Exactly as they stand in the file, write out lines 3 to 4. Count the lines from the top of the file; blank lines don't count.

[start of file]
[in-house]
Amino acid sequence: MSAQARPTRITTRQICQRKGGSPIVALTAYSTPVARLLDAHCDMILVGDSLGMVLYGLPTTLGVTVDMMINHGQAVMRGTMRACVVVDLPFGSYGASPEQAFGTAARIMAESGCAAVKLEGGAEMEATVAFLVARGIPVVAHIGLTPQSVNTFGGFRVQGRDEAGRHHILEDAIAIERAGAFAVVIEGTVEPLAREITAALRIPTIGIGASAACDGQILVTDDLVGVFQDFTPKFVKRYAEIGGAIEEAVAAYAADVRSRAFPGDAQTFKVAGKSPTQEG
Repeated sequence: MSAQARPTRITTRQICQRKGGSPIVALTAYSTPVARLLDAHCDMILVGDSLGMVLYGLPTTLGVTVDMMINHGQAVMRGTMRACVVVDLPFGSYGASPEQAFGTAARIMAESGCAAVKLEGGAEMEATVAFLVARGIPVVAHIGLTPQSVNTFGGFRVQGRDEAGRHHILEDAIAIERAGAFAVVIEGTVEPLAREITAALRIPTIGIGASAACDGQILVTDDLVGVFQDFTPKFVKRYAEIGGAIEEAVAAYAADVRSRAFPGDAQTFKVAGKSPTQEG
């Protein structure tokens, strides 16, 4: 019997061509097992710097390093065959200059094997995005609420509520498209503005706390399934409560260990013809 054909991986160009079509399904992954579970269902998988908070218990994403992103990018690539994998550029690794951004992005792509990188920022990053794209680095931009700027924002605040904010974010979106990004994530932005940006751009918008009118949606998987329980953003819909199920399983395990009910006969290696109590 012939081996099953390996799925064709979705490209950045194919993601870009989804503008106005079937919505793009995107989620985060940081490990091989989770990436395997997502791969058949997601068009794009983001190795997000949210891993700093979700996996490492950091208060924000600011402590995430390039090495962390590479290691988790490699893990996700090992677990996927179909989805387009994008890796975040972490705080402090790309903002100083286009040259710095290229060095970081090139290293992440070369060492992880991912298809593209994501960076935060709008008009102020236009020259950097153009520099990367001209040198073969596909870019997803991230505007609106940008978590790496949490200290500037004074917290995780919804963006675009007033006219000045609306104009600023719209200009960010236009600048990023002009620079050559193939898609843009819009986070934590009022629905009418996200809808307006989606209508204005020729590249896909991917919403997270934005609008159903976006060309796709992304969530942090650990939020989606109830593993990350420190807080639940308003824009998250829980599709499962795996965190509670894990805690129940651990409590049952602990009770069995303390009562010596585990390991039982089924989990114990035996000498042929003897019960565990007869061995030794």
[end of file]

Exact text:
Repeated sequence: MSAQARPTRITTRQICQRKGGSPIVALTAYSTPVARLLDAHCDMILVGDSLGMVLYGLPTTLGVTVDMMINHGQAVMRGTMRACVVVDLPFGSYGASPEQAFGTAARIMAESGCAAVKLEGGAEMEATVAFLVARGIPVVAHIGLTPQSVNTFGGFRVQGRDEAGRHHILEDAIAIERAGAFAVVIEGTVEPLAREITAALRIPTIGIGASAACDGQILVTDDLVGVFQDFTPKFVKRYAEIGGAIEEAVAAYAADVRSRAFPGDAQTFKVAGKSPTQEG
């Protein structure tokens, strides 16, 4: 019997061509097992710097390093065959200059094997995005609420509520498209503005706390399934409560260990013809 054909991986160009079509399904992954579970269902998988908070218990994403992103990018690539994998550029690794951004992005792509990188920022990053794209680095931009700027924002605040904010974010979106990004994530932005940006751009918008009118949606998987329980953003819909199920399983395990009910006969290696109590 012939081996099953390996799925064709979705490209950045194919993601870009989804503008106005079937919505793009995107989620985060940081490990091989989770990436395997997502791969058949997601068009794009983001190795997000949210891993700093979700996996490492950091208060924000600011402590995430390039090495962390590479290691988790490699893990996700090992677990996927179909989805387009994008890796975040972490705080402090790309903002100083286009040259710095290229060095970081090139290293992440070369060492992880991912298809593209994501960076935060709008008009102020236009020259950097153009520099990367001209040198073969596909870019997803991230505007609106940008978590790496949490200290500037004074917290995780919804963006675009007033006219000045609306104009600023719209200009960010236009600048990023002009620079050559193939898609843009819009986070934590009022629905009418996200809808307006989606209508204005020729590249896909991917919403997270934005609008159903976006060309796709992304969530942090650990939020989606109830593993990350420190807080639940308003824009998250829980599709499962795996965190509670894990805690129940651990409590049952602990009770069995303390009562010596585990390991039982089924989990114990035996000498042929003897019960565990007869061995030794």